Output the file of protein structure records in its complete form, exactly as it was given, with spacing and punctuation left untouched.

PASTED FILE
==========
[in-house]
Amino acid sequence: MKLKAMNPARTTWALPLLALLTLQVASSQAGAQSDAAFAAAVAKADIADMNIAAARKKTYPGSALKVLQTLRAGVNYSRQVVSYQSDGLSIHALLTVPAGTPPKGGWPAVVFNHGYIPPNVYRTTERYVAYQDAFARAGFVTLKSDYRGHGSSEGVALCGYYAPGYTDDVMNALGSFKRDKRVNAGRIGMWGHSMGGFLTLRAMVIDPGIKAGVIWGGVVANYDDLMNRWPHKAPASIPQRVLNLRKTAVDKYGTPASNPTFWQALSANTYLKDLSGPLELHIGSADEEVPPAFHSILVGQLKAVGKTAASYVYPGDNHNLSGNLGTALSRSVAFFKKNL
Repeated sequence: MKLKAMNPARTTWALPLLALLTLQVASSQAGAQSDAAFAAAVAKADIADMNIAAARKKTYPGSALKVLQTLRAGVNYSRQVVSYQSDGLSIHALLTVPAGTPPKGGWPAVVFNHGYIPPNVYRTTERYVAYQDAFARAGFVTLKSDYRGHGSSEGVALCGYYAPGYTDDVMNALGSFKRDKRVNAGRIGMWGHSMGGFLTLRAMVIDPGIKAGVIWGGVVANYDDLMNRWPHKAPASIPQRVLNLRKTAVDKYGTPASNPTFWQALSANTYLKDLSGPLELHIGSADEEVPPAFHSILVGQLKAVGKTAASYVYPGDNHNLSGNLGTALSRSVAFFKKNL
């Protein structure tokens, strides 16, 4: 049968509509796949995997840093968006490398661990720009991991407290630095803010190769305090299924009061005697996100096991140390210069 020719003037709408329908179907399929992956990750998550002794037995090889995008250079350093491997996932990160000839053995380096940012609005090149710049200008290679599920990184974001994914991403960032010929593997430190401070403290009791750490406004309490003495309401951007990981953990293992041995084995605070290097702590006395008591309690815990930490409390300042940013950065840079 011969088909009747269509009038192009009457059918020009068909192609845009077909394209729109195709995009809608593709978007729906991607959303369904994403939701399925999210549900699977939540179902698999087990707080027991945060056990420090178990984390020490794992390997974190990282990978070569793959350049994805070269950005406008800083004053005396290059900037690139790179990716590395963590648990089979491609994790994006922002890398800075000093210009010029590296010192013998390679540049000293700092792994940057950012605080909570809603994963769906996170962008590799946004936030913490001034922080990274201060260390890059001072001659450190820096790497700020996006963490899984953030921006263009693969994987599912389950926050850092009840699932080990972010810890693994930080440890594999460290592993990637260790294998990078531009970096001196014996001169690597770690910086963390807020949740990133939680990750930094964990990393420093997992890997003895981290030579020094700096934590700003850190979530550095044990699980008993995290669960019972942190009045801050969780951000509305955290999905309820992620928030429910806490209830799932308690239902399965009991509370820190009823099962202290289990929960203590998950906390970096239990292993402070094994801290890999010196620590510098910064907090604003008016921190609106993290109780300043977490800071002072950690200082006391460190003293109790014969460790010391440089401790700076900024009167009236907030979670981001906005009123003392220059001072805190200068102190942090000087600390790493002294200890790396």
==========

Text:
[in-house]
Amino acid sequence: MKLKAMNPARTTWALPLLALLTLQVASSQAGAQSDAAFAAAVAKADIADMNIAAARKKTYPGSALKVLQTLRAGVNYSRQVVSYQSDGLSIHALLTVPAGTPPKGGWPAVVFNHGYIPPNVYRTTERYVAYQDAFARAGFVTLKSDYRGHGSSEGVALCGYYAPGYTDDVMNALGSFKRDKRVNAGRIGMWGHSMGGFLTLRAMVIDPGIKAGVIWGGVVANYDDLMNRWPHKAPASIPQRVLNLRKTAVDKYGTPASNPTFWQALSANTYLKDLSGPLELHIGSADEEVPPAFHSILVGQLKAVGKTAASYVYPGDNHNLSGNLGTALSRSVAFFKKNL
Repeated sequence: MKLKAMNPARTTWALPLLALLTLQVASSQAGAQSDAAFAAAVAKADIADMNIAAARKKTYPGSALKVLQTLRAGVNYSRQVVSYQSDGLSIHALLTVPAGTPPKGGWPAVVFNHGYIPPNVYRTTERYVAYQDAFARAGFVTLKSDYRGHGSSEGVALCGYYAPGYTDDVMNALGSFKRDKRVNAGRIGMWGHSMGGFLTLRAMVIDPGIKAGVIWGGVVANYDDLMNRWPHKAPASIPQRVLNLRKTAVDKYGTPASNPTFWQALSANTYLKDLSGPLELHIGSADEEVPPAFHSILVGQLKAVGKTAASYVYPGDNHNLSGNLGTALSRSVAFFKKNL
């Protein structure tokens, strides 16, 4: 049968509509796949995997840093968006490398661990720009991991407290630095803010190769305090299924009061005697996100096991140390210069 020719003037709408329908179907399929992956990750998550002794037995090889995008250079350093491997996932990160000839053995380096940012609005090149710049200008290679599920990184974001994914991403960032010929593997430190401070403290009791750490406004309490003495309401951007990981953990293992041995084995605070290097702590006395008591309690815990930490409390300042940013950065840079 011969088909009747269509009038192009009457059918020009068909192609845009077909394209729109195709995009809608593709978007729906991607959303369904994403939701399925999210549900699977939540179902698999087990707080027991945060056990420090178990984390020490794992390997974190990282990978070569793959350049994805070269950005406008800083004053005396290059900037690139790179990716590395963590648990089979491609994790994006922002890398800075000093210009010029590296010192013998390679540049000293700092792994940057950012605080909570809603994963769906996170962008590799946004936030913490001034922080990274201060260390890059001072001659450190820096790497700020996006963490899984953030921006263009693969994987599912389950926050850092009840699932080990972010810890693994930080440890594999460290592993990637260790294998990078531009970096001196014996001169690597770690910086963390807020949740990133939680990750930094964990990393420093997992890997003895981290030579020094700096934590700003850190979530550095044990699980008993995290669960019972942190009045801050969780951000509305955290999905309820992620928030429910806490209830799932308690239902399965009991509370820190009823099962202290289990929960203590998950906390970096239990292993402070094994801290890999010196620590510098910064907090604003008016921190609106993290109780300043977490800071002072950690200082006391460190003293109790014969460790010391440089401790700076900024009167009236907030979670981001906005009123003392220059001072805190200068102190942090000087600390790493002294200890790396």